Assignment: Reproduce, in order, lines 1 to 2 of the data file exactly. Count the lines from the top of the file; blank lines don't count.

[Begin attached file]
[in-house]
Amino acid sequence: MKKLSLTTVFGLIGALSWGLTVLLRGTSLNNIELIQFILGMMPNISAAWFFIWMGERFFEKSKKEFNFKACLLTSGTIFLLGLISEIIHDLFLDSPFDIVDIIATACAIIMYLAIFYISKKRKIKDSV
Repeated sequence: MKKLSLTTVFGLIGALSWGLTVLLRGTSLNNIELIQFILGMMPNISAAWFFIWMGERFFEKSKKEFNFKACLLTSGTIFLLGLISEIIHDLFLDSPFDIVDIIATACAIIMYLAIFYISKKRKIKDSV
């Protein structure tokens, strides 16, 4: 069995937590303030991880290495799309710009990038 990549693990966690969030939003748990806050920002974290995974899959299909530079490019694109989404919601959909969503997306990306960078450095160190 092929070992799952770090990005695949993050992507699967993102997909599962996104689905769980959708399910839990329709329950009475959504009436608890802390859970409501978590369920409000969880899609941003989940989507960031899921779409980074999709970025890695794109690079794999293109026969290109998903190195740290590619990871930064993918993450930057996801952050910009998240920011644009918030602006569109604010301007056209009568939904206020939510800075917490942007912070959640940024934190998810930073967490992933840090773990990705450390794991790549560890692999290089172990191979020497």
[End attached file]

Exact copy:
[in-house]
Amino acid sequence: MKKLSLTTVFGLIGALSWGLTVLLRGTSLNNIELIQFILGMMPNISAAWFFIWMGERFFEKSKKEFNFKACLLTSGTIFLLGLISEIIHDLFLDSPFDIVDIIATACAIIMYLAIFYISKKRKIKDSV